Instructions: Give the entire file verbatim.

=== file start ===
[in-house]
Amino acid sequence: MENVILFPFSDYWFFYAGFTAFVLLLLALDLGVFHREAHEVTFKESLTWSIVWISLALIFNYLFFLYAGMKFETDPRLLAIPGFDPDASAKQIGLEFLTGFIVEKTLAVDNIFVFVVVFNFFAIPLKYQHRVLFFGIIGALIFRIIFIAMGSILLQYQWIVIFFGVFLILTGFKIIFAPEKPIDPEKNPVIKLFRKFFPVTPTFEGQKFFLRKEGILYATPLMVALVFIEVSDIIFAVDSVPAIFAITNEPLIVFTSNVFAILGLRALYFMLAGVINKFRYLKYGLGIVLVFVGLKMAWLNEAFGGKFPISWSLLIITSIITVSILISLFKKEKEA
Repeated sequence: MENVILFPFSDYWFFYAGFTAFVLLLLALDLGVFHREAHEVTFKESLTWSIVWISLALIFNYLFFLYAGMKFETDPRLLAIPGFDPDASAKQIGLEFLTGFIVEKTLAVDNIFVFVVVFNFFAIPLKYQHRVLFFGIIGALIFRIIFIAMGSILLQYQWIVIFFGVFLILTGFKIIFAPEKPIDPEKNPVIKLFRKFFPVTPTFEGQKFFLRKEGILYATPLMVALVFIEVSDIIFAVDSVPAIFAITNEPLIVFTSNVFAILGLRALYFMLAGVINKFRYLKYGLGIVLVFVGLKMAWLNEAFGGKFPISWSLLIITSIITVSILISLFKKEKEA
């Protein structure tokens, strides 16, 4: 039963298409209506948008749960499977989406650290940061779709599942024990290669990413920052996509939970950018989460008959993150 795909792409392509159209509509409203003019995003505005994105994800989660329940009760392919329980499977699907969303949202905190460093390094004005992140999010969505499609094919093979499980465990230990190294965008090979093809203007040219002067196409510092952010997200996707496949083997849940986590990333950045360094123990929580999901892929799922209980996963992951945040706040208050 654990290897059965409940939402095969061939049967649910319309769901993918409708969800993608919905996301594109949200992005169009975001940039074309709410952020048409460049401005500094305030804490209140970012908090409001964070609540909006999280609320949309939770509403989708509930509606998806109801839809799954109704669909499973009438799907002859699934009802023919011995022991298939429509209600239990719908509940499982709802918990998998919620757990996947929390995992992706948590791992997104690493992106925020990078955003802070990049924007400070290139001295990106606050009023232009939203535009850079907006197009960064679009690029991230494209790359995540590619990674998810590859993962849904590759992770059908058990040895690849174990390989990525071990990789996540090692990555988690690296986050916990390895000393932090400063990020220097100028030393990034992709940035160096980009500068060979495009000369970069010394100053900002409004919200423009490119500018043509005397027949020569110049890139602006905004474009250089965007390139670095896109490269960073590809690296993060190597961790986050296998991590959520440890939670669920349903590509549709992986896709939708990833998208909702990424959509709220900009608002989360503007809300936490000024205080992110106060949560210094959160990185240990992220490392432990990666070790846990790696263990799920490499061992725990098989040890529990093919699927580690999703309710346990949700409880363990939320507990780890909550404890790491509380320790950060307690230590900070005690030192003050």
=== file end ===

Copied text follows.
[in-house]
Amino acid sequence: MENVILFPFSDYWFFYAGFTAFVLLLLALDLGVFHREAHEVTFKESLTWSIVWISLALIFNYLFFLYAGMKFETDPRLLAIPGFDPDASAKQIGLEFLTGFIVEKTLAVDNIFVFVVVFNFFAIPLKYQHRVLFFGIIGALIFRIIFIAMGSILLQYQWIVIFFGVFLILTGFKIIFAPEKPIDPEKNPVIKLFRKFFPVTPTFEGQKFFLRKEGILYATPLMVALVFIEVSDIIFAVDSVPAIFAITNEPLIVFTSNVFAILGLRALYFMLAGVINKFRYLKYGLGIVLVFVGLKMAWLNEAFGGKFPISWSLLIITSIITVSILISLFKKEKEA
Repeated sequence: MENVILFPFSDYWFFYAGFTAFVLLLLALDLGVFHREAHEVTFKESLTWSIVWISLALIFNYLFFLYAGMKFETDPRLLAIPGFDPDASAKQIGLEFLTGFIVEKTLAVDNIFVFVVVFNFFAIPLKYQHRVLFFGIIGALIFRIIFIAMGSILLQYQWIVIFFGVFLILTGFKIIFAPEKPIDPEKNPVIKLFRKFFPVTPTFEGQKFFLRKEGILYATPLMVALVFIEVSDIIFAVDSVPAIFAITNEPLIVFTSNVFAILGLRALYFMLAGVINKFRYLKYGLGIVLVFVGLKMAWLNEAFGGKFPISWSLLIITSIITVSILISLFKKEKEA
């Protein structure tokens, strides 16, 4: 039963298409209506948008749960499977989406650290940061779709599942024990290669990413920052996509939970950018989460008959993150 795909792409392509159209509509409203003019995003505005994105994800989660329940009760392919329980499977699907969303949202905190460093390094004005992140999010969505499609094919093979499980465990230990190294965008090979093809203007040219002067196409510092952010997200996707496949083997849940986590990333950045360094123990929580999901892929799922209980996963992951945040706040208050 654990290897059965409940939402095969061939049967649910319309769901993918409708969800993608919905996301594109949200992005169009975001940039074309709410952020048409460049401005500094305030804490209140970012908090409001964070609540909006999280609320949309939770509403989708509930509606998806109801839809799954109704669909499973009438799907002859699934009802023919011995022991298939429509209600239990719908509940499982709802918990998998919620757990996947929390995992992706948590791992997104690493992106925020990078955003802070990049924007400070290139001295990106606050009023232009939203535009850079907006197009960064679009690029991230494209790359995540590619990674998810590859993962849904590759992770059908058990040895690849174990390989990525071990990789996540090692990555988690690296986050916990390895000393932090400063990020220097100028030393990034992709940035160096980009500068060979495009000369970069010394100053900002409004919200423009490119500018043509005397027949020569110049890139602006905004474009250089965007390139670095896109490269960073590809690296993060190597961790986050296998991590959520440890939670669920349903590509549709992986896709939708990833998208909702990424959509709220900009608002989360503007809300936490000024205080992110106060949560210094959160990185240990992220490392432990990666070790846990790696263990799920490499061992725990098989040890529990093919699927580690999703309710346990949700409880363990939320507990780890909550404890790491509380320790950060307690230590900070005690030192003050």